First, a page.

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Musings about Jeter and his final season

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Thanks Captain for everything, this season may have been ugly but from the bottom of my heart, thank you for all the memories.

Al Bello

Looking back on the 2014, more specifically the Derek Jeter retirement tour, I can honestly say that for the most part I did not feel anything.  When the Captain made his pre-season press conference to announce that this season would be his last, I felt nothing.  Throughout the tour, through every opposing park, the entire spectacle came off like a forced obligation than as a heartfelt conclusion.  There were some amazing gifts; the three-night stay at a castle as well as the number two-score tile from Wrigley Field being just two. Overall, the entire thing rang hollow.

Derek Jeter’s play did nothing to positively influence.  At 40 years of age, coming off last season with a new, surgically repaired ankle complete with a titanium plate, I never expected Jeter to play to the back of his baseball card.  I did, however, expect more than a 72 wRC+ and .255/.302/.312 triple slash line.  While I understood his defense was not going to be even average, watching so many balls roll a few steps away from shortstop go for hits while Jeter flops helplessly in an attempt was beyond maddening. This does not even include the numerous double plays or the weak dribblers that he hit into.  Numerous times throughout the year, the prevailing thought in my mind during games were counting down the days until he retired, as I had grown so weary of seeing such a great player struggle through his final season.

Not until Thursday morning did the gravity of what I was going to experience that night sink in: Derek Jeter’s last game in Yankee Stadium.  The suddenness in which the excitement and regret struck me was astounding.  For most of the year, I lamented a player as he struggled to the finish line but now that we were at the endgame of an all-time great, someone that I and so many others grew up watching, perspective sets in.  This is the end of the dynasty; the last remnants of those teams will soon be gone all that will be left are hyperbolic legends to regale future generations with.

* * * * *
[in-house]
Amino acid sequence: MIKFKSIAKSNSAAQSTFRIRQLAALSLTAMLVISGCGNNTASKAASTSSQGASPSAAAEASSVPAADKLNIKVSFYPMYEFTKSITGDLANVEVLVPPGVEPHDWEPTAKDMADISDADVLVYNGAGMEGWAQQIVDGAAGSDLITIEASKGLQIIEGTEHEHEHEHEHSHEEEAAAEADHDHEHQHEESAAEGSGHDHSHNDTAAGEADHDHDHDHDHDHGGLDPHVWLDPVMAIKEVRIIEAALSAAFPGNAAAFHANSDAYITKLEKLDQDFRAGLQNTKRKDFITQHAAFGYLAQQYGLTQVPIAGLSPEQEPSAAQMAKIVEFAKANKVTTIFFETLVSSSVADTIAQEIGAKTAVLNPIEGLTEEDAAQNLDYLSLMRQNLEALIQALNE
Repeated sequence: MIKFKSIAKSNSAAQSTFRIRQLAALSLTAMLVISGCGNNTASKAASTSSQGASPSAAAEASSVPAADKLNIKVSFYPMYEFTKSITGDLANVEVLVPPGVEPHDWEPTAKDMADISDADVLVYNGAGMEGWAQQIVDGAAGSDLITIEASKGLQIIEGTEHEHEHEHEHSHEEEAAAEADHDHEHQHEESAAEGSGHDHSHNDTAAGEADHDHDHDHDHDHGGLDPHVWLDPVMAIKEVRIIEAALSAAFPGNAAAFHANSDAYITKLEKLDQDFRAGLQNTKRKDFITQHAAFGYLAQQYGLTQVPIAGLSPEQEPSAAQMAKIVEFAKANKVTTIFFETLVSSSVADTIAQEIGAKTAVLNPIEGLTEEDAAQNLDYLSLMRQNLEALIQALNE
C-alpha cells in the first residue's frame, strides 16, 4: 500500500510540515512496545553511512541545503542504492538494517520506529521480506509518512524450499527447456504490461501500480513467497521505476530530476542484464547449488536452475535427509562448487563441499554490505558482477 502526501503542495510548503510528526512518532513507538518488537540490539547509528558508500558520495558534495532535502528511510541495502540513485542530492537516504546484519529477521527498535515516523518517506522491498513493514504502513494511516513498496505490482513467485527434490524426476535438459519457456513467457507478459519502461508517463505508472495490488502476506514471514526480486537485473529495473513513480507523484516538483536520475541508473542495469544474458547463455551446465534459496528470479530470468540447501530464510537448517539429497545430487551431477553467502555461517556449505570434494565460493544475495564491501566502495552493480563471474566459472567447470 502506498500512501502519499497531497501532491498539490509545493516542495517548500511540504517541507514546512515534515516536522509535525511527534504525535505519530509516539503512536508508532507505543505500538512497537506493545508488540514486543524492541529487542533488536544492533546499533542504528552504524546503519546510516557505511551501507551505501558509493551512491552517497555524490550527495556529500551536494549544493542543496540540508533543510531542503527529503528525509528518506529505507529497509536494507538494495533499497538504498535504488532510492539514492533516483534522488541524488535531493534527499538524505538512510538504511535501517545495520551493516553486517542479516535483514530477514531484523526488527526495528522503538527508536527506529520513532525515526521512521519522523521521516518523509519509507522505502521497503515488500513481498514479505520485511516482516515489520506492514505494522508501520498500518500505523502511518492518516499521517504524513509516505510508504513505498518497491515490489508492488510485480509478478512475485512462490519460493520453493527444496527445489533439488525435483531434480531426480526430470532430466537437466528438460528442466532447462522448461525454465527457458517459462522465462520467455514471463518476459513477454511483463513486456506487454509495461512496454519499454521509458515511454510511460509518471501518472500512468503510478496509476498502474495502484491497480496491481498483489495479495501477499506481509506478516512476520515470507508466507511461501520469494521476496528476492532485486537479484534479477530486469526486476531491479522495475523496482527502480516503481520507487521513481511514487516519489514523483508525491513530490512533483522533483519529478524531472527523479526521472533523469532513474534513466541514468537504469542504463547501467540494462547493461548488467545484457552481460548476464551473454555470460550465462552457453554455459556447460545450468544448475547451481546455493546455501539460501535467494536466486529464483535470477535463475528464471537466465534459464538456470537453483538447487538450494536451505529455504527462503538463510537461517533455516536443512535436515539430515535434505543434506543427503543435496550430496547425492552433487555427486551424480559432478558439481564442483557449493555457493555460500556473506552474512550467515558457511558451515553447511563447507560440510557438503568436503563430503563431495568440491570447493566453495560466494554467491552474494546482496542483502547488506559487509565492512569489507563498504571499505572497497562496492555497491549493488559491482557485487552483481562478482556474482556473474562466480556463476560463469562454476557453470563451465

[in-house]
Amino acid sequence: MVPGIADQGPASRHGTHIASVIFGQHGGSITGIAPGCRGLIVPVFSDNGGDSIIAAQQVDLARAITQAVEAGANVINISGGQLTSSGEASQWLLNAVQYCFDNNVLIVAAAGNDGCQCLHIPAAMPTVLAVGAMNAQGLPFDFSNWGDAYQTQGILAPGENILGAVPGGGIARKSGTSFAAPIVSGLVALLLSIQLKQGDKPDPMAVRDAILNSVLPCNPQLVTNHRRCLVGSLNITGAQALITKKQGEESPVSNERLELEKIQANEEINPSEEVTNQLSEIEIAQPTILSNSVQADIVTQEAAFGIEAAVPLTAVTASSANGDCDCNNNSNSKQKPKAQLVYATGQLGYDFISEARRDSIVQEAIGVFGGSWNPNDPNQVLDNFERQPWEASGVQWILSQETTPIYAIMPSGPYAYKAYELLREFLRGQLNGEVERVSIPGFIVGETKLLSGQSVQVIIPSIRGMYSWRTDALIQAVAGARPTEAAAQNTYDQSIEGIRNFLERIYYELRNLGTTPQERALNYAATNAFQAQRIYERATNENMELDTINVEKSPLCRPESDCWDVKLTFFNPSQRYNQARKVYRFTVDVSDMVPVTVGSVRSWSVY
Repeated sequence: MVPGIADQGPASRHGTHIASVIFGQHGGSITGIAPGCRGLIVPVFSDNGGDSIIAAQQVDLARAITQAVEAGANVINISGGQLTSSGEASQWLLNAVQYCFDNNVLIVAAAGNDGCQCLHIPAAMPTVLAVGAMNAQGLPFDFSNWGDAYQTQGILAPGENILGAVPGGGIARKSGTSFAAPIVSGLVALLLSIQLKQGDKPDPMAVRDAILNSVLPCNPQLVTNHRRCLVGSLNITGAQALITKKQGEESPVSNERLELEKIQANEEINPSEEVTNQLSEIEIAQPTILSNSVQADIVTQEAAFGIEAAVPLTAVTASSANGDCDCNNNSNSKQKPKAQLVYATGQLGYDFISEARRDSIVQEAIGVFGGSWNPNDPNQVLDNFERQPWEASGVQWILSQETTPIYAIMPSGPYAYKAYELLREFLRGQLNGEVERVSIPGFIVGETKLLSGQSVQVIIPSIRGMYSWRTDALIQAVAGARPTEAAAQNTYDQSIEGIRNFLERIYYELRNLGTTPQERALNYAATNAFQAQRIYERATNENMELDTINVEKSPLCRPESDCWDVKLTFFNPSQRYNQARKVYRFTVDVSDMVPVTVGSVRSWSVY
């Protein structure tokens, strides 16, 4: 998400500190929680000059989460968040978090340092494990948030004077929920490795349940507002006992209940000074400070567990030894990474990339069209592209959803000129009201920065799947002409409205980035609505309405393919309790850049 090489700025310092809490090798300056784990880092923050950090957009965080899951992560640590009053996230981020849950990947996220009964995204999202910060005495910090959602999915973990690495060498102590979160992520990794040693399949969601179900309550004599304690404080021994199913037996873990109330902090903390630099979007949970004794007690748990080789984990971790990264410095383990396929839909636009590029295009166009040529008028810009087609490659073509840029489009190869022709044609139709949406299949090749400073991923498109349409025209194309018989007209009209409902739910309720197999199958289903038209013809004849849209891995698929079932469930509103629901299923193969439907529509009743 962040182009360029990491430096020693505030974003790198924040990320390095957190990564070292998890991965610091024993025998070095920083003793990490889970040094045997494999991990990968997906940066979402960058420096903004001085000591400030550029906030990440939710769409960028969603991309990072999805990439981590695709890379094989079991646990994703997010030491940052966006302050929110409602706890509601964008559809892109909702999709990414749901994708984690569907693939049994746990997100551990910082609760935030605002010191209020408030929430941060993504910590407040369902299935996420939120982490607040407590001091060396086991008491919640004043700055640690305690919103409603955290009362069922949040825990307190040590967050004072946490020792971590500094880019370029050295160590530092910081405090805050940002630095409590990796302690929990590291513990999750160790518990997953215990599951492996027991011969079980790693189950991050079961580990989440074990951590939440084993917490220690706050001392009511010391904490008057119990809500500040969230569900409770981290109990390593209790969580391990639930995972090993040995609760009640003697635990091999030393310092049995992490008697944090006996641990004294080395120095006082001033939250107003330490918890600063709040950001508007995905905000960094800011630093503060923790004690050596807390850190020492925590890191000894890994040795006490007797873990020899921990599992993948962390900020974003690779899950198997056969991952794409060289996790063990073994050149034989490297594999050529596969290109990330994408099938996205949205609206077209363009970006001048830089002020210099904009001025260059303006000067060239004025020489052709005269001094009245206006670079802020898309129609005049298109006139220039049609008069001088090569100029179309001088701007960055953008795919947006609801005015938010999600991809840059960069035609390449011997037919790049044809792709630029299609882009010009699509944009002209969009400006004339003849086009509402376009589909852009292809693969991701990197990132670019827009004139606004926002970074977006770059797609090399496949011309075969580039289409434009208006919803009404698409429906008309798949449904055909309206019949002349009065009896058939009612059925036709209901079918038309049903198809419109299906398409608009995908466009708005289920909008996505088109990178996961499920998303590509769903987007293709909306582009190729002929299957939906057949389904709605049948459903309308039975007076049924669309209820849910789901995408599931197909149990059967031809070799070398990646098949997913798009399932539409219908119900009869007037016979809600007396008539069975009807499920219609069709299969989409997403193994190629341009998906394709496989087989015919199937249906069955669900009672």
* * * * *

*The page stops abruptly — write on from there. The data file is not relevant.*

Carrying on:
As the Yankees took the field to a sold out crowd, one that was louder and wilder than I have ever heard them in the new park, my heart started pounding in my chest from the excitement.  Although the Yankees had already been eliminated, this night felt like Game Seven of a World Series.  There are a lot of negative things that I can say about the Yankee fanbase – we are a spoiled, arrogant consistently ungrateful lot – but watching as people all over the stadium tossed their hats onto the field while loudly bellowing the retiring, teary-eyed Captain’s name was one of the proudest moments I have ever felt towards this fanbase.

Everyone who watches baseball has a Derek Jeter moment or story that resonates with them.  It may be the dive, the flip play, the "Mr. November" homer, the 3,000th hit, or countless others.  The Yankee Captain’s almost super-natural flair for the cliché movie moment is something that I will remember most as his career closes.  2014 may not have gone like anyone wanted with the Captain putting up the worst year of his extensive career, but this was just a small blip on a journey that I was proud to witness.

Derek Jeter Tribute (farewell) (via john saggese)